4:30 REIN TENSION DURING TROT AND CANTER IN DRESSAGE HORSES OF VARYING LEVELS **, Ashley Davenport (1) *, B.K. Hull (1), D.S. Hanson (2), J.G. Davis (1), and A. Roy (1), (1) Young Harris College, Young Harris, GA 30582 and (2) Safe and Sound Equine Services, Newnan, GA 30264. The dressage horse uses a combination of balance, suppleness, power, and obedience throughout all levels of dressage competition. Connection between horse and rider is achieved through the reins and use of rein tension. Excess rein tension shifts bit position and bit angle, changing oral behaviors in the horse and affecting the horse's overall ability to perform, therefore it is imperative to understand if rein tension varies for horses and/or riders of different levels. One objective of this research is to measure rein tension and determine if there is a difference in average rein tension between horse and rider combinations of different dressage levels. Another objective is to determine if differences exist between the individual rider's inside and outside reins. The rein tension was measured as the horse and rider completed a series of twenty-meter circles in both the clockwise and counter-clockwise directions. Each set of circles consisted of a full trot circle, followed by a full canter circle ridden in both directions. The Mark-10 tension sensor was first placed on the rider's left rein to complete the first set of circles at the trot and canter. The sensor was then placed on the rider's right rein to complete the second set of circles. Twenty-one horses of six competitive levels and 13 riders of five competitive levels have been measured with four more horses and riders to be completed. Preliminary rider results show that rider's dependence on the inside and outside reins not only reflects the rider's level, but the horse's level as well.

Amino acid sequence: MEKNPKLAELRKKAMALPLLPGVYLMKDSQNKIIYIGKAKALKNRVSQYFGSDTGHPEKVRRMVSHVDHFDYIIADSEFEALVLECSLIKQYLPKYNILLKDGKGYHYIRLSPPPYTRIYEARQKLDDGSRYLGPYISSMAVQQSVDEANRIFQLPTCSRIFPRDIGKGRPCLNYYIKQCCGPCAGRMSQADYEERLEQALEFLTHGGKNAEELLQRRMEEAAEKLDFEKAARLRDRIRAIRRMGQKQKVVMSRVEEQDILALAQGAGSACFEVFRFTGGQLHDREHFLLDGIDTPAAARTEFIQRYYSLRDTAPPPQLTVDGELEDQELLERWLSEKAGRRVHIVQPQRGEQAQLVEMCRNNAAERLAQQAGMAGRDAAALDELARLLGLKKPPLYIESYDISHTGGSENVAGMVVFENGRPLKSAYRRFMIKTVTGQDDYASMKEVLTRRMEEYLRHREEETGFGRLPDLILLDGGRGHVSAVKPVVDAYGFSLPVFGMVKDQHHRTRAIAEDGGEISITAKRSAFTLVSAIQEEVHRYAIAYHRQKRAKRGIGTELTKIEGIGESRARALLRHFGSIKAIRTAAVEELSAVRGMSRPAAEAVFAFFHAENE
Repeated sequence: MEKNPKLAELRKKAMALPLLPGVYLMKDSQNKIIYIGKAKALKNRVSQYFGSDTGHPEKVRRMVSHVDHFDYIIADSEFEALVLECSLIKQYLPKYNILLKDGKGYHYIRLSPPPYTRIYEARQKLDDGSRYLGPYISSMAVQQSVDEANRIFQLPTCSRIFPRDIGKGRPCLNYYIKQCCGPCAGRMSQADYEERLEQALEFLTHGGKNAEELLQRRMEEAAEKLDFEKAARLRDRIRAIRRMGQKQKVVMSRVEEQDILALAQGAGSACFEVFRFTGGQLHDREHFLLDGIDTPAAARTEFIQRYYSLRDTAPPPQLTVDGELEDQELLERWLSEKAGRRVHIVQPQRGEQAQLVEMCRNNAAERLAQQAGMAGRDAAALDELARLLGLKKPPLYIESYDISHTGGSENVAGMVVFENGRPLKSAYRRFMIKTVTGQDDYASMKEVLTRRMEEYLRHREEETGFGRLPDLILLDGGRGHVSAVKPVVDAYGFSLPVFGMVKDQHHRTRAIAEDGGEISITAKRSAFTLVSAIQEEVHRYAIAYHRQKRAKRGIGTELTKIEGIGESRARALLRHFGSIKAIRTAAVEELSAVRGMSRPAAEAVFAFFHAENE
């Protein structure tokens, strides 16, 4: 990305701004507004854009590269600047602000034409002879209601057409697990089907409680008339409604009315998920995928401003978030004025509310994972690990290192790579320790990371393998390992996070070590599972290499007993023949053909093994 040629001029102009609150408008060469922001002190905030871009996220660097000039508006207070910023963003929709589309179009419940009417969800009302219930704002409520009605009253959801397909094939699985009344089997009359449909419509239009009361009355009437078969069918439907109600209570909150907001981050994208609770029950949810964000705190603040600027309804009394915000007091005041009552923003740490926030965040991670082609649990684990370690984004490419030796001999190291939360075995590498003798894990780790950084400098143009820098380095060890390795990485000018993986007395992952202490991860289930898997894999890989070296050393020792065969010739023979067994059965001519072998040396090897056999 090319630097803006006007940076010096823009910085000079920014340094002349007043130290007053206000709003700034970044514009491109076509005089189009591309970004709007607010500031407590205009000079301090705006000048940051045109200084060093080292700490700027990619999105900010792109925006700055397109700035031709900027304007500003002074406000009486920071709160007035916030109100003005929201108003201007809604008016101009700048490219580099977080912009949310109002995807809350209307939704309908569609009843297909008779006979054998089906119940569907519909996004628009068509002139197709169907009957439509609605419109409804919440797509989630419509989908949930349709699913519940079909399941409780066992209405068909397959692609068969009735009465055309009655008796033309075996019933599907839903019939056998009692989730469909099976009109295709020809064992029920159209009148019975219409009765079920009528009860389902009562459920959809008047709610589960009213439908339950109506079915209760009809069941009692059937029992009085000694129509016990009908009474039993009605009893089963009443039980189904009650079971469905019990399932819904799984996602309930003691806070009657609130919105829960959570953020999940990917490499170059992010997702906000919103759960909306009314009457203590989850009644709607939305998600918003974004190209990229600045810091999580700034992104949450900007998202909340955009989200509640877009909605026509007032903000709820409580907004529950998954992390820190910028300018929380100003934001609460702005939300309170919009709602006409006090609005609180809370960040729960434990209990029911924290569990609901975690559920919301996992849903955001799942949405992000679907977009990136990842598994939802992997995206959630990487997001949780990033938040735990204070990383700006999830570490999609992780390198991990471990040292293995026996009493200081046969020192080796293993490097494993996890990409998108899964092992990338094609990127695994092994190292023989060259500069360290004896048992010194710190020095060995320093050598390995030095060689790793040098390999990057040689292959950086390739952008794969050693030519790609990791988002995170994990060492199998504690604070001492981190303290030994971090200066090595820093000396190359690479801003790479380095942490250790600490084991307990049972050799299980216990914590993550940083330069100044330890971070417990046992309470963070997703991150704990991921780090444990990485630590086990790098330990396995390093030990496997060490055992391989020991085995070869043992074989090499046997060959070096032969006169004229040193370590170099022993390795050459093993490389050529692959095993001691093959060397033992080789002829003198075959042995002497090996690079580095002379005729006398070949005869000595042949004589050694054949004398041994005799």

Section II: Chemistry
Health Sciences Building, Room 105
Ghislain Mandouma, Presiding